Corporate social responsibility (CSR) research has burgeoned in the past several decades. Despite significant advances, our review of the literature reveals a problematic gap: We know little about how culture, practices, and interactions shape CSR. On further investigation, we discover that limited research utilizes ethnography to understand CSR, which may provide some explanation for this gap. Thus, the purpose of this article is to illustrate the utility of ethnography for advancing business and society research via a multistage framework that demonstrates how three different types of ethnography may be applied to the exploration of CSR. We specifically focus on the alignment between stages in the research process, or methodological fit, as a key criterion of high-quality research. In doing so, we provide researchers embracing different worldviews a tool they may utilize to conduct and evaluate ethnographies in business and society research.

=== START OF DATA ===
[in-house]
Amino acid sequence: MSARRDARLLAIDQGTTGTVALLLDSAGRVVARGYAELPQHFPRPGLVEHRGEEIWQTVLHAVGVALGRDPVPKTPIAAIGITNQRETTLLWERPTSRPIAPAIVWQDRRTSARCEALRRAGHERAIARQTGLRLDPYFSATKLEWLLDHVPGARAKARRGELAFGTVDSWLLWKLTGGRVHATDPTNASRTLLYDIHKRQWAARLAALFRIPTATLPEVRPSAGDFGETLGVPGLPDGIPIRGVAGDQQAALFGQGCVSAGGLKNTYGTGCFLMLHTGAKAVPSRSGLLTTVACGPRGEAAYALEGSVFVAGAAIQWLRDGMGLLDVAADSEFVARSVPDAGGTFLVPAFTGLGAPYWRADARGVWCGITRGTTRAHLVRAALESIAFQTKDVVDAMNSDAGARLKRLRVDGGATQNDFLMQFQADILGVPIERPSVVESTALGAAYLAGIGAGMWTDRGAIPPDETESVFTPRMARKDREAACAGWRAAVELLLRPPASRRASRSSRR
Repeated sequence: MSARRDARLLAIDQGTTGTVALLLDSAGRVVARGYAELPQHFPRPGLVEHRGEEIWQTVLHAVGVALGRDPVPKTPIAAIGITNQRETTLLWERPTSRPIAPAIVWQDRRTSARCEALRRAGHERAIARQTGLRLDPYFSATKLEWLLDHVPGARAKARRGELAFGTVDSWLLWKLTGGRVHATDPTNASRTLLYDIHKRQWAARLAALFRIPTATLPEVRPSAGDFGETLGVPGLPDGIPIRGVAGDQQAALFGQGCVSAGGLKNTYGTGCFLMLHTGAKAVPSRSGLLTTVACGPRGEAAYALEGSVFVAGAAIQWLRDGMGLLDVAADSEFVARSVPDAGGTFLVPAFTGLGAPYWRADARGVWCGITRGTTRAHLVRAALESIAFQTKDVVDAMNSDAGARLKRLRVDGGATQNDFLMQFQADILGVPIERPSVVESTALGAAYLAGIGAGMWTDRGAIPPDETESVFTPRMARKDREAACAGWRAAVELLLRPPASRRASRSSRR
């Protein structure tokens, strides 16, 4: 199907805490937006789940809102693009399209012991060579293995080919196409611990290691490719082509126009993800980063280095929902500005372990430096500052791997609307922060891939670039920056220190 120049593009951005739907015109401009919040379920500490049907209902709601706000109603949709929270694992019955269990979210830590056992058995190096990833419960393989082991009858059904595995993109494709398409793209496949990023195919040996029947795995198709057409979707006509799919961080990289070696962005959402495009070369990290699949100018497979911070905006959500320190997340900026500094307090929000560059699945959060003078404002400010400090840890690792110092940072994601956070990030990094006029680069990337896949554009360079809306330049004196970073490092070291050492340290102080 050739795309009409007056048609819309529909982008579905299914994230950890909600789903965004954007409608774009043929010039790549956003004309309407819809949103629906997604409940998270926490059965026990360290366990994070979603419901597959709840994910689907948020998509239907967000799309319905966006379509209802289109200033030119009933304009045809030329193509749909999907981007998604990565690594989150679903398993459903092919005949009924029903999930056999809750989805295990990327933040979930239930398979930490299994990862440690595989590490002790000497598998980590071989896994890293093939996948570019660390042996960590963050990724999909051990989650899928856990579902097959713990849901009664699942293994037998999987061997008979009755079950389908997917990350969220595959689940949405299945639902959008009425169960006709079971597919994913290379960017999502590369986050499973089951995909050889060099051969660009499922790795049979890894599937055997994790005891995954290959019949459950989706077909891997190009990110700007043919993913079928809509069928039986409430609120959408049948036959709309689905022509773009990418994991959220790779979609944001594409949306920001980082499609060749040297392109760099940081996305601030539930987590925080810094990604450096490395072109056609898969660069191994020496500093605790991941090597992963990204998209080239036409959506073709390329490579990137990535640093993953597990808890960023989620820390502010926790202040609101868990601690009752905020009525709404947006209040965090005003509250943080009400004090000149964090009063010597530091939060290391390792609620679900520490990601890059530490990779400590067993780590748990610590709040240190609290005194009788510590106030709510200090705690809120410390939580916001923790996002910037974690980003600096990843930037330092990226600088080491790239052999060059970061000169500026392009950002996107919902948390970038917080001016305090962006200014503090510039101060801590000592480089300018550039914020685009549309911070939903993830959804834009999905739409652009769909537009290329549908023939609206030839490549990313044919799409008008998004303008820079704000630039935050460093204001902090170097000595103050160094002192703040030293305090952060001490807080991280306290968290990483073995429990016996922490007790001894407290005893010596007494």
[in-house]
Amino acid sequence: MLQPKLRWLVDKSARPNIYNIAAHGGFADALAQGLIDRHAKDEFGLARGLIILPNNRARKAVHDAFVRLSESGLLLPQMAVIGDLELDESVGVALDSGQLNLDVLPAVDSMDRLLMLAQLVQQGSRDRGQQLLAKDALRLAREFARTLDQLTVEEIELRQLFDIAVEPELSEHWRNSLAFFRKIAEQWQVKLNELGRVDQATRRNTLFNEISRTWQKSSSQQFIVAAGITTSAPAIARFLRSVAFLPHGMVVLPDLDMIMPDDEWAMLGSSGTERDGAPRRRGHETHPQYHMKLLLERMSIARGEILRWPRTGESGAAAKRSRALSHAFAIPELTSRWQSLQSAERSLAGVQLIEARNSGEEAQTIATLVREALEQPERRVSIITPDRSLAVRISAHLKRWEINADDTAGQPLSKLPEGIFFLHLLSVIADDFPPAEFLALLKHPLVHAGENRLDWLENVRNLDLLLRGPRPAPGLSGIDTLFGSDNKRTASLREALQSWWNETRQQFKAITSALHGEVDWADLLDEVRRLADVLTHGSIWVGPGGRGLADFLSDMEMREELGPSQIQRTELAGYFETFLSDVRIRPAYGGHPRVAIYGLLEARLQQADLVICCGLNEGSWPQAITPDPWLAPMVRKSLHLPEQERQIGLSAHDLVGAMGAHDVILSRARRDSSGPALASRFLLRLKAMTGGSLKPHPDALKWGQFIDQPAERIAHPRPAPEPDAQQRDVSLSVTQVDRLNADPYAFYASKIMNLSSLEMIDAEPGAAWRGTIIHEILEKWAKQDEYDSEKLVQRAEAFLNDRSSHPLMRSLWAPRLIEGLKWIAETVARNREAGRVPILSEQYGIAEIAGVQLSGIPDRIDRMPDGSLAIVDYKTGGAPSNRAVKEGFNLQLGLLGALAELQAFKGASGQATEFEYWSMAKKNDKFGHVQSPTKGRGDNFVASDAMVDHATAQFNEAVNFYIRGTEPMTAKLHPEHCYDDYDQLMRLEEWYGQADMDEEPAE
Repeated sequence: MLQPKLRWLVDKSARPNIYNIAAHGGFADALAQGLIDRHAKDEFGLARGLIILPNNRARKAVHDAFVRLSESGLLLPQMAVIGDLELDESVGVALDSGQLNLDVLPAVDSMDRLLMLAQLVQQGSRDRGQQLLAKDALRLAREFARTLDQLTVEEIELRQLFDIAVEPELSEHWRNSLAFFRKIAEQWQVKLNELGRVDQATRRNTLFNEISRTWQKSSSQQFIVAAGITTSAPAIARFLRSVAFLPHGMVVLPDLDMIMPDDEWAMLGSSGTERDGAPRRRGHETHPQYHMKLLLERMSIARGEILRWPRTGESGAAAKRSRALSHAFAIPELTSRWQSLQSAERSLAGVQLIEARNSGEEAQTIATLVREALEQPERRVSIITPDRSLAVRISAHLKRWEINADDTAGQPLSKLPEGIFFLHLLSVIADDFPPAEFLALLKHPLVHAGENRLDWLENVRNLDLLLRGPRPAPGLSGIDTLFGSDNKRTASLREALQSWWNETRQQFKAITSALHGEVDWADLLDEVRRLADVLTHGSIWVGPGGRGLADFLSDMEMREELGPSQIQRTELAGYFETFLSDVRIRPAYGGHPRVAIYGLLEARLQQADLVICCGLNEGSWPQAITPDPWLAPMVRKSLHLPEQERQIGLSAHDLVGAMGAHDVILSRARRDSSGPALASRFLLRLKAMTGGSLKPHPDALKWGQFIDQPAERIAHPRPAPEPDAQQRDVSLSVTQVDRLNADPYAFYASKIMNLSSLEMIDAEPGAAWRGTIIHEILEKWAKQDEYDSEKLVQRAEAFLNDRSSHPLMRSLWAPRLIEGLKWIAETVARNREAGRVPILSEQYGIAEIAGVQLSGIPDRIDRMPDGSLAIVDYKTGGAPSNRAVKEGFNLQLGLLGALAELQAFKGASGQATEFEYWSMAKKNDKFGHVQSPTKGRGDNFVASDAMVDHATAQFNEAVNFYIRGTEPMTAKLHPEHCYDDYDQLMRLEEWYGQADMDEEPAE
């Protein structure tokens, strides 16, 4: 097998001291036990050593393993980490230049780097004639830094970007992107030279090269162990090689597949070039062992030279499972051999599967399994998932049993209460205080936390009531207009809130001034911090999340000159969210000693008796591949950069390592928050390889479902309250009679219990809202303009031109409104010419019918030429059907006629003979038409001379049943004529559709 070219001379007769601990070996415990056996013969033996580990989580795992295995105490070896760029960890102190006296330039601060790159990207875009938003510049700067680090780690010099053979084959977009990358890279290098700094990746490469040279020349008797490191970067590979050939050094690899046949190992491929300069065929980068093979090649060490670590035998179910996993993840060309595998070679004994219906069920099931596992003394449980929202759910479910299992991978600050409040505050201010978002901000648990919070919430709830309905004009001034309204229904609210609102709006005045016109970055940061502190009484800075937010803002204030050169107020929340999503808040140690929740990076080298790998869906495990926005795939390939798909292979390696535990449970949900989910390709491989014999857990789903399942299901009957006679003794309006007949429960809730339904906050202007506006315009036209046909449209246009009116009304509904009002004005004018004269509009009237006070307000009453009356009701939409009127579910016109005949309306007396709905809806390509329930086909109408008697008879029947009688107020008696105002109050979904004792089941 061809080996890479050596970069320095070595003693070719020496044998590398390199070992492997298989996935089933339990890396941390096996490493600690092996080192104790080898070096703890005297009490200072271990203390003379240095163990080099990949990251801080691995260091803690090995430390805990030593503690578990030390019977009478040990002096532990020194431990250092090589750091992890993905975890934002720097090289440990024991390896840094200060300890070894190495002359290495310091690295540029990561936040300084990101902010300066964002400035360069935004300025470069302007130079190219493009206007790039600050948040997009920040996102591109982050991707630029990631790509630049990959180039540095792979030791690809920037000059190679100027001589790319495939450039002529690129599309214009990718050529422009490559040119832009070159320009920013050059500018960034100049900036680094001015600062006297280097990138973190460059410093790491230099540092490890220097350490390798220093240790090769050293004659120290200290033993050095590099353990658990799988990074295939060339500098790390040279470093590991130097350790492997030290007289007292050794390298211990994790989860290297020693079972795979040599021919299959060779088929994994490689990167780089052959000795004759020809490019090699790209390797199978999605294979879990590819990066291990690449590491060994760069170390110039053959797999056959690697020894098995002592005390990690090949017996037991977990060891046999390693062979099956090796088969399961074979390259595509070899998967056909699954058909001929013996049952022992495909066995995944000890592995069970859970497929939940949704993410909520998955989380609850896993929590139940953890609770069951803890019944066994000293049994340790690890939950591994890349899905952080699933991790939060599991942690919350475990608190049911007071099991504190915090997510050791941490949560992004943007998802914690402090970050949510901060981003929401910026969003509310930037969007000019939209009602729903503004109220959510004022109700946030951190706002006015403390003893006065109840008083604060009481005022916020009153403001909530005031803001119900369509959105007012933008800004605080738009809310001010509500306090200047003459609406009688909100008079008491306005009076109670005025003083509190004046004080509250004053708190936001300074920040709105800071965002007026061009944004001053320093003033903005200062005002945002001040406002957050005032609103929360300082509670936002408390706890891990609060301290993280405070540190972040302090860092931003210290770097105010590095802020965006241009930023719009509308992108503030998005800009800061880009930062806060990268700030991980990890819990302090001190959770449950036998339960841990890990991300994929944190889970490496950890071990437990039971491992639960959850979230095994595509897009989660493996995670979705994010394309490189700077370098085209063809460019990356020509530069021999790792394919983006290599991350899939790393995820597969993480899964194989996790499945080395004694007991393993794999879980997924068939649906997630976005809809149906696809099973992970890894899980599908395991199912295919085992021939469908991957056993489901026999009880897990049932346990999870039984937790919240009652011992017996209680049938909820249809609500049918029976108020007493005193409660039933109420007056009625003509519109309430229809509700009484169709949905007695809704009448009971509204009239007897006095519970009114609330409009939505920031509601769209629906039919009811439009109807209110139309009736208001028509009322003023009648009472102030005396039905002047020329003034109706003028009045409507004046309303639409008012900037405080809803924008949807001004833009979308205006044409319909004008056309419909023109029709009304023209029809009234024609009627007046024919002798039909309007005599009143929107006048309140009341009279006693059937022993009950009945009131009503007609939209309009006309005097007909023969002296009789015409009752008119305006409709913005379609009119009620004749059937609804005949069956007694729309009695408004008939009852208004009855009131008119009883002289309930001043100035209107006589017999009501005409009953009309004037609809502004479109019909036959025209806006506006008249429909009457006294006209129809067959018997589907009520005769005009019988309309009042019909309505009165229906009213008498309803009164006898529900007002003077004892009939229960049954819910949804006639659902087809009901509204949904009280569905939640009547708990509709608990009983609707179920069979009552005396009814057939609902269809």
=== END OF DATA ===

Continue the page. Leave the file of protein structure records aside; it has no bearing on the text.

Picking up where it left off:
- corporate social responsibility (CSR)
- methodological fit
- qualitative research
ASJC Scopus subject areas
- Business, Management and Accounting (miscellaneous)
- Social Sciences (miscellaneous)